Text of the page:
•More than 500 students of IMG Academy whose residence hall features airweave bedding toppers. (Sleep research has been conducted at the academy to measure the effect of airweave bedding toppers on individual athletic performance.)
•First and business class passengers of Japan Airlines international flights
•Guests at high-end hotels, such as Four Seasons Hotel Tokyo at Marunouchi, The Ritz Carlton Shanghai Pudong, The Ritz-Carlton Beijing Financial Street and Park Hyatt Shanghai, The Kitano and Andaz Fifth Avenue in New York City
2015-11-13-1447449956-3206084-Airweave_001_MikeShane1754.jpg © Provided by The Huffington Post 2015-11-13-1447449956-3206084-Airweave_001_MikeShane1754.jpg Understand What You Sell: The second success secret Mr. Takaoka shared was that too many companies do not delve deep to really understand what they are selling. He says that he could never have built a $100M empire if he were selling bedding toppers. He says that if he went in that direction, he'd be compared to the mattress industry, and he'd be going up against an industry that is hundreds of years old. Takaoka says that he sells a lifestyle. Why do people buy cosmetics? They want to feel better. Why do people buy memberships to a gym? They want to feel better. Why do people buy health food? They want to feel better. Takaoka says that his growth has been the result of understanding that his value proposition is in a vertical that is totally different than the industry most closely related to him, mattresses. His value proposition is that airweave provides a better tomorrow for those who sleep with his brand.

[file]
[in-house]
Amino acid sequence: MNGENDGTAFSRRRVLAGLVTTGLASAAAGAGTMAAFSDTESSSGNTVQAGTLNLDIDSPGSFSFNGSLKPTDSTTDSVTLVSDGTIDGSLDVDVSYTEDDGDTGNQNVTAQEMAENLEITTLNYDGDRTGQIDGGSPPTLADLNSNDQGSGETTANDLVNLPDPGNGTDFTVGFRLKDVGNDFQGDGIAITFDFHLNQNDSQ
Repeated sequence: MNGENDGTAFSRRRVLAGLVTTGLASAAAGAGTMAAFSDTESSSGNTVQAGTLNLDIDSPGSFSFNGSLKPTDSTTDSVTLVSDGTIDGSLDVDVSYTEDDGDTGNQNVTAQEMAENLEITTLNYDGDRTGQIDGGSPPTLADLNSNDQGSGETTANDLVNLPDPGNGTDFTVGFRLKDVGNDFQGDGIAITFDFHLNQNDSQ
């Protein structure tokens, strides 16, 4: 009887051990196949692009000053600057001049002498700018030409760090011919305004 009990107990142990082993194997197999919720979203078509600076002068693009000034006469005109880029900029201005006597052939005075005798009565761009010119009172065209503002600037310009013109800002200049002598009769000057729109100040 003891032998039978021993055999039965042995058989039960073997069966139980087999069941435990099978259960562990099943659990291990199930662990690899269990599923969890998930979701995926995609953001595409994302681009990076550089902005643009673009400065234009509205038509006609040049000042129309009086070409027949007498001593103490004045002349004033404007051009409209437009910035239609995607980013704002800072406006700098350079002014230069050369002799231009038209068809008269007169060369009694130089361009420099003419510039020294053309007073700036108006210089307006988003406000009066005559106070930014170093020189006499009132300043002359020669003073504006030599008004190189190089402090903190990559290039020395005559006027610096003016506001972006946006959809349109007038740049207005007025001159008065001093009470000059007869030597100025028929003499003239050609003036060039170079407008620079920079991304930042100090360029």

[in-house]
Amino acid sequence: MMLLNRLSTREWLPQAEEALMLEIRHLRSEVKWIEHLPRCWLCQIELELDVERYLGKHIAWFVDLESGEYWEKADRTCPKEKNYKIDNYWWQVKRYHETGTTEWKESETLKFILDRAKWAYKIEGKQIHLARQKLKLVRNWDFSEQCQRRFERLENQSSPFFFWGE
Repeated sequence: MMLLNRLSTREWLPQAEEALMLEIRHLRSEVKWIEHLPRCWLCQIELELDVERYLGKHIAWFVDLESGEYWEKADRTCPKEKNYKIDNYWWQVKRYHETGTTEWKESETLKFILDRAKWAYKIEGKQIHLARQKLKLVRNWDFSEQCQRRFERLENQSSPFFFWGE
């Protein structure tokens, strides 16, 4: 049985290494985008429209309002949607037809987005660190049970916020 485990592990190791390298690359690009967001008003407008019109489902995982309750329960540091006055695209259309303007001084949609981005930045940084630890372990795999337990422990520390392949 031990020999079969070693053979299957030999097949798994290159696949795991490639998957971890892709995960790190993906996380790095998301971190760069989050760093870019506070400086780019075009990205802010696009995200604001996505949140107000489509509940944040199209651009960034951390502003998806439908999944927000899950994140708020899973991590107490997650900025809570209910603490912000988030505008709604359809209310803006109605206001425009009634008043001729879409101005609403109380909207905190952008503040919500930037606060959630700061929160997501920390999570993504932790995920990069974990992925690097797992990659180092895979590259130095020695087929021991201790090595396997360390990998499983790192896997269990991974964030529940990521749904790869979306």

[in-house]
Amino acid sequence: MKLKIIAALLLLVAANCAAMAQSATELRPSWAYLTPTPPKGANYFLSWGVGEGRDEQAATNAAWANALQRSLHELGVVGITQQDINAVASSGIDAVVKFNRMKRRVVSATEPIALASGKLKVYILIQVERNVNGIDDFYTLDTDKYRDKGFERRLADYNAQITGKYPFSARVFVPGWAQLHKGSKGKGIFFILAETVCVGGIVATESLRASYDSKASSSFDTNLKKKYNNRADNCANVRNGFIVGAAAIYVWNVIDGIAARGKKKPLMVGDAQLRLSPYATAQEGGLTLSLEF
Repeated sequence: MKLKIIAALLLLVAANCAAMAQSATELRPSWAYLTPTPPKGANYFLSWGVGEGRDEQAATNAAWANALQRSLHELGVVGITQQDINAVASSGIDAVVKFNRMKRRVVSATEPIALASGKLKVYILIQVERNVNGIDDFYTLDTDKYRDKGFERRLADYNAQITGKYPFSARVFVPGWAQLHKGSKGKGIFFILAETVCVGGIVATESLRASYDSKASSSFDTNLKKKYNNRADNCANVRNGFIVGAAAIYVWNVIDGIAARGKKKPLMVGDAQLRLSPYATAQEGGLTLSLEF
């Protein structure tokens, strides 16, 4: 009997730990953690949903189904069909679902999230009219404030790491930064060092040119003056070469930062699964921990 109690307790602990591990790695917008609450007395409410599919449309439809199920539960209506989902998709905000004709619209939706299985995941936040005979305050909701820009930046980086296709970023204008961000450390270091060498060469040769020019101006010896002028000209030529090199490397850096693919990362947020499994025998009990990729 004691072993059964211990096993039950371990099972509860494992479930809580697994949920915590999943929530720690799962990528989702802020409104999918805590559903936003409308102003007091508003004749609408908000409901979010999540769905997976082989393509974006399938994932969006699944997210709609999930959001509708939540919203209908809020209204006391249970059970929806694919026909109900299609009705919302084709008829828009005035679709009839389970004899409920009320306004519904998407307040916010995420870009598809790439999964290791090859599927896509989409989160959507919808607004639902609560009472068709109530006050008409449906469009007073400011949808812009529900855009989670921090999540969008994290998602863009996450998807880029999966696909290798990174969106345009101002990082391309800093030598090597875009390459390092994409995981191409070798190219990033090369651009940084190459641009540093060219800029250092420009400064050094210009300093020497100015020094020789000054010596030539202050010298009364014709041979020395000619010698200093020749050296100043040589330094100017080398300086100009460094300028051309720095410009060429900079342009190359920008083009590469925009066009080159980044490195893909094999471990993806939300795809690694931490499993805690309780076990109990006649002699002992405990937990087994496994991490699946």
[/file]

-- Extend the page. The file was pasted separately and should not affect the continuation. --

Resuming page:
2015-11-13-1447450279-8420399-Airweave_001_MikeShane18021.jpg © Provided by The Huffington Post 2015-11-13-1447450279-8420399-Airweave_001_MikeShane18021.jpg Find a Business That Hasn't Been Reinvented Yet: When Takaoka was originally considering how his patented plastics technology could be reinvented from its original use into a product that could change the world, he was attracted to the mattress industry because this is one industry that simply has not been changed in decades. Coil mattresses have been made the same way since the beginning. While almost every other business and technology has been reinvented, including transportation/ride sharing, media/television delivery, photography/smartphones, the mattress manufacturing industry had yet to be reinvented. Takaoka says that the plastics technology he has founded has many potential uses, but the one that had the greatest opportunity was in creating an entirely new lifestyle vertical through mattress toppers.

Takaoka has redefined the way any entrepreneur can sleep his or her way to success. He has disrupted, reinvented, and recreated a whole new business vertical, and he says that the best is yet to come. He has proven that pulling instead of pushing, understanding his value proposition, and reinventing that which has been stagnant for decades, are simple yet effective strategies for monumental success.